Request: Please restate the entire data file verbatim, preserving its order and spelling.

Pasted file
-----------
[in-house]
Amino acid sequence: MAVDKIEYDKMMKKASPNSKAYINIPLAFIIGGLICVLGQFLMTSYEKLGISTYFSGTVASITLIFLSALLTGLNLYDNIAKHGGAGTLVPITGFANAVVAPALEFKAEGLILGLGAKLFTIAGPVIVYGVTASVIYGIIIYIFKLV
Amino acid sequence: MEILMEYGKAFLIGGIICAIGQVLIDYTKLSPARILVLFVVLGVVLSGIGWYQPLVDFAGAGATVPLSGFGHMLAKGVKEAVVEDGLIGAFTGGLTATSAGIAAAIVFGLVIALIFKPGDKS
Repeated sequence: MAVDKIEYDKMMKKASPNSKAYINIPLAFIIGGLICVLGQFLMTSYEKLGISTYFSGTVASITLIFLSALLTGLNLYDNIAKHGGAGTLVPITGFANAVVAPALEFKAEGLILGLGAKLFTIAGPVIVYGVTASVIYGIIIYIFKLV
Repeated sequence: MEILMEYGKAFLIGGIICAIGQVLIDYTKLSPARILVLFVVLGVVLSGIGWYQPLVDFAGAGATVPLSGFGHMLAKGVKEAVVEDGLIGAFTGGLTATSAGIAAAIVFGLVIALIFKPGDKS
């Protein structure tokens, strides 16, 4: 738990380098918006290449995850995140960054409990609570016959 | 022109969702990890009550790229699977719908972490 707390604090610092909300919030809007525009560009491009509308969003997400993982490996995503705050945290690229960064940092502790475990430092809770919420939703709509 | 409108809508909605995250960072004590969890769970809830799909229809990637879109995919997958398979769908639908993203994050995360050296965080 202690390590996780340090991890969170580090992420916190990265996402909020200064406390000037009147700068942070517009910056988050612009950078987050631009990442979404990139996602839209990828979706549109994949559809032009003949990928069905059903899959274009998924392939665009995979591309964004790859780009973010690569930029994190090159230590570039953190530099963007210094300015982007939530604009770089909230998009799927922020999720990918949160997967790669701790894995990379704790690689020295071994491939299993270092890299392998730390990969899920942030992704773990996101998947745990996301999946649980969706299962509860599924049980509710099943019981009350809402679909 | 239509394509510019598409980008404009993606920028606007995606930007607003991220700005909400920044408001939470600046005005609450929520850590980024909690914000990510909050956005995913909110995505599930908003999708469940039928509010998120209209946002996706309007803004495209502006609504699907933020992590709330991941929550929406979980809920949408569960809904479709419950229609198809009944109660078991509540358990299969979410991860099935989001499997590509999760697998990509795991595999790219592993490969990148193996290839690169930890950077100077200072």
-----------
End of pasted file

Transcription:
[in-house]
Amino acid sequence: MAVDKIEYDKMMKKASPNSKAYINIPLAFIIGGLICVLGQFLMTSYEKLGISTYFSGTVASITLIFLSALLTGLNLYDNIAKHGGAGTLVPITGFANAVVAPALEFKAEGLILGLGAKLFTIAGPVIVYGVTASVIYGIIIYIFKLV
Amino acid sequence: MEILMEYGKAFLIGGIICAIGQVLIDYTKLSPARILVLFVVLGVVLSGIGWYQPLVDFAGAGATVPLSGFGHMLAKGVKEAVVEDGLIGAFTGGLTATSAGIAAAIVFGLVIALIFKPGDKS
Repeated sequence: MAVDKIEYDKMMKKASPNSKAYINIPLAFIIGGLICVLGQFLMTSYEKLGISTYFSGTVASITLIFLSALLTGLNLYDNIAKHGGAGTLVPITGFANAVVAPALEFKAEGLILGLGAKLFTIAGPVIVYGVTASVIYGIIIYIFKLV
Repeated sequence: MEILMEYGKAFLIGGIICAIGQVLIDYTKLSPARILVLFVVLGVVLSGIGWYQPLVDFAGAGATVPLSGFGHMLAKGVKEAVVEDGLIGAFTGGLTATSAGIAAAIVFGLVIALIFKPGDKS
């Protein structure tokens, strides 16, 4: 738990380098918006290449995850995140960054409990609570016959 | 022109969702990890009550790229699977719908972490 707390604090610092909300919030809007525009560009491009509308969003997400993982490996995503705050945290690229960064940092502790475990430092809770919420939703709509 | 409108809508909605995250960072004590969890769970809830799909229809990637879109995919997958398979769908639908993203994050995360050296965080 202690390590996780340090991890969170580090992420916190990265996402909020200064406390000037009147700068942070517009910056988050612009950078987050631009990442979404990139996602839209990828979706549109994949559809032009003949990928069905059903899959274009998924392939665009995979591309964004790859780009973010690569930029994190090159230590570039953190530099963007210094300015982007939530604009770089909230998009799927922020999720990918949160997967790669701790894995990379704790690689020295071994491939299993270092890299392998730390990969899920942030992704773990996101998947745990996301999946649980969706299962509860599924049980509710099943019981009350809402679909 | 239509394509510019598409980008404009993606920028606007995606930007607003991220700005909400920044408001939470600046005005609450929520850590980024909690914000990510909050956005995913909110995505599930908003999708469940039928509010998120209209946002996706309007803004495209502006609504699907933020992590709330991941929550929406979980809920949408569960809904479709419950229609198809009944109660078991509540358990299969979410991860099935989001499997590509999760697998990509795991595999790219592993490969990148193996290839690169930890950077100077200072």